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Air traffic control
This is an archived article that was published on sltrib.com in 2011, and information in the article may be outdated. It is provided only for personal research purposes and may not be reprinted.

Lately, we have been worried about our safety when flying. We're also worried about the health of a family member who is an air traffic controller at Salt Lake City International Airport.

Recent news has shown the difficulty controllers have staying awake. It's said they should get more sleep when off duty. Well, it's not that easy. We've become shocked about how his work schedules are detrimental to his health and everyone's safety.

Everyone's body grows accustomed to certain sleep patterns. When these patterns are disrupted, our bodies suffer sleep deprivation, which causes long-term damage and short-term problems.

He and his co-workers are scheduled in a system of two day shifts, two nights, and one graveyard. Their bodies can't adjust: They are awake when they should be sleeping and sleepy when they should be alert. If there's only eight hours between shifts, how can a person get home and back and still get enough sleep?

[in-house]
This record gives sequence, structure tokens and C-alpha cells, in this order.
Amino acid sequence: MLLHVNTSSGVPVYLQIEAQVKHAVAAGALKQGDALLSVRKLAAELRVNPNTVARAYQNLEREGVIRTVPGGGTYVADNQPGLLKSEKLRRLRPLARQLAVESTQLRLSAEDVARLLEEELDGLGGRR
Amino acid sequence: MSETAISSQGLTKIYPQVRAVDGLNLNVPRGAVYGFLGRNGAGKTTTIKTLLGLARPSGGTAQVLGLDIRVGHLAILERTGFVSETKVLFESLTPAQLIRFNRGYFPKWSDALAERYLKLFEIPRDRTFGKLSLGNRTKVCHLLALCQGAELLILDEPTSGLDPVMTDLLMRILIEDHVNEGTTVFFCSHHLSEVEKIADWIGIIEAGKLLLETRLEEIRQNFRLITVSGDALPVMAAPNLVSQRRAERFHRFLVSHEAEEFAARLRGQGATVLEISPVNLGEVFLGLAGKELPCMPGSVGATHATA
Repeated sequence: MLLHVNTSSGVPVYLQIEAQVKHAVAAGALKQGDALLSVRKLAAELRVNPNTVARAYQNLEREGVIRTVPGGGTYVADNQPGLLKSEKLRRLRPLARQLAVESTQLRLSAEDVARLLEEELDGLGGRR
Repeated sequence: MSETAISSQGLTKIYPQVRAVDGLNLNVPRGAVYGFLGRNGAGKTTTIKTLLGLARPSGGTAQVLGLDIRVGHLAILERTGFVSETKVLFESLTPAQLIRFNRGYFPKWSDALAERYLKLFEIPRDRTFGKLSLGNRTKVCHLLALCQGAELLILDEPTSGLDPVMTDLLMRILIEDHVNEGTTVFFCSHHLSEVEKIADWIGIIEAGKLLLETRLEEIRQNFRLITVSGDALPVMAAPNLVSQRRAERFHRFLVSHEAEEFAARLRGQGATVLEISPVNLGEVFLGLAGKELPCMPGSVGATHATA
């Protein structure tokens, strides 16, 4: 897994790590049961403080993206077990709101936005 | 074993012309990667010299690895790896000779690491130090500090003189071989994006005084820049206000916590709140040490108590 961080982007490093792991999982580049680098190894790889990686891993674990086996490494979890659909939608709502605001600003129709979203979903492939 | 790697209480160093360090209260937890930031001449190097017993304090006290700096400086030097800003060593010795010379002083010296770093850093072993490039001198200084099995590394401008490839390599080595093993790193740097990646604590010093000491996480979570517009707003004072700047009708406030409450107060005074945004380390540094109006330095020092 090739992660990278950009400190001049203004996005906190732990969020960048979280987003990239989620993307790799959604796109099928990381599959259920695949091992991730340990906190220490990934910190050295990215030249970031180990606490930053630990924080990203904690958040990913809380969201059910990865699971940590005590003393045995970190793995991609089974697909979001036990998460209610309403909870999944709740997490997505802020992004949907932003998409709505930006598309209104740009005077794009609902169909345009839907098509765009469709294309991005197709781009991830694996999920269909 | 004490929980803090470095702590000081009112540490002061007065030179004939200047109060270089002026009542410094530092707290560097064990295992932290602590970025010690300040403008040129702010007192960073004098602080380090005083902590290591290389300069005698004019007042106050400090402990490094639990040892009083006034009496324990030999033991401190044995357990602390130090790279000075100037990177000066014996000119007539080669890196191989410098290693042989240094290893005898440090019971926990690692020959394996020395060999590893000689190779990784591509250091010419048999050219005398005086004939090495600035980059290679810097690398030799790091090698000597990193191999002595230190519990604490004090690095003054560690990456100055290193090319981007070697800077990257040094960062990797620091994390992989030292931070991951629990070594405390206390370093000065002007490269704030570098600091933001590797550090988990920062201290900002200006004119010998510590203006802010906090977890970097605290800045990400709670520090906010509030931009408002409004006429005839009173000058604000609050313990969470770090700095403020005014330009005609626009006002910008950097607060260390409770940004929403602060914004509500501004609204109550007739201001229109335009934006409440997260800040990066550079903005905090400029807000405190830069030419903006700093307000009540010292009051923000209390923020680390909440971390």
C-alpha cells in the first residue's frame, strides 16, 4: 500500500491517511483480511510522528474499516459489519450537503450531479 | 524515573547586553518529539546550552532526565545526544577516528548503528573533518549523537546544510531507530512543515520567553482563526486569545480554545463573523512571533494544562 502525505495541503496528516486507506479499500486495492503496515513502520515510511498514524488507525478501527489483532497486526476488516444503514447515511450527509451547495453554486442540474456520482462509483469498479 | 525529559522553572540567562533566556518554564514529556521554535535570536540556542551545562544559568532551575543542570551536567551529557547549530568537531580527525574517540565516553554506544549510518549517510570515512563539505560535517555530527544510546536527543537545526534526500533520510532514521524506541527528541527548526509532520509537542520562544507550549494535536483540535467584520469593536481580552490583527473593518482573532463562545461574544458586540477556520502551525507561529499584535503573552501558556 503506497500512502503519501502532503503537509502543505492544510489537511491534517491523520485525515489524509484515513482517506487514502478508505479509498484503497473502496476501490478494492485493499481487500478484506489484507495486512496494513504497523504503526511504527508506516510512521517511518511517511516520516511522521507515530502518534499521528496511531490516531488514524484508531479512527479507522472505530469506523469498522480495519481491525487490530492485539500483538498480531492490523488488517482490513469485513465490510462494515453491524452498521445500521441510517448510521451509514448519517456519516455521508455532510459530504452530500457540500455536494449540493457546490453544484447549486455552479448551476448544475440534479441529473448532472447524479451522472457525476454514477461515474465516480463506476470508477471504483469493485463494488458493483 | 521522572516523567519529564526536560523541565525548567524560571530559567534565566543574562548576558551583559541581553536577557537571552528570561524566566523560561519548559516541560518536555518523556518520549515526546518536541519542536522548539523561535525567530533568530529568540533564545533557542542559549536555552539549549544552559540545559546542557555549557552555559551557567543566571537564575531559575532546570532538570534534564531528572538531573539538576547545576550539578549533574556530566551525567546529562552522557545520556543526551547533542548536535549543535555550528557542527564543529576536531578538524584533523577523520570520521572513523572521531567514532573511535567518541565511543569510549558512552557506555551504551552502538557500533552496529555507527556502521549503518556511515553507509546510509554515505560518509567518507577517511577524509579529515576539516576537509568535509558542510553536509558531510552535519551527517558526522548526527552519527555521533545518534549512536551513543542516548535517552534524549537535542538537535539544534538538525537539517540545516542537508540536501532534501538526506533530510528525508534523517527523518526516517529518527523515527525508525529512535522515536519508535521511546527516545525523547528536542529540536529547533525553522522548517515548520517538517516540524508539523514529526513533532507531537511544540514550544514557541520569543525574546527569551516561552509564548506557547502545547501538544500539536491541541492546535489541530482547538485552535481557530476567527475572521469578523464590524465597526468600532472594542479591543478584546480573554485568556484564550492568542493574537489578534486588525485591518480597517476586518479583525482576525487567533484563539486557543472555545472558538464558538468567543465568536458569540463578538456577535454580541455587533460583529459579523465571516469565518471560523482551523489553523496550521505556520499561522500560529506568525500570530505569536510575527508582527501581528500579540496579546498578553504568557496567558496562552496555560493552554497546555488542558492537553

Thousands of lives are in controllers' hands, so alertness is a must. Constant alertness is an unreachable goal with such shift schedules. Serious accidents are waiting to happen.

The Federal Aviation Administration needs to make real and necessary changes before people are killed.

Dan and LeaRae Atwood

Apple Valley

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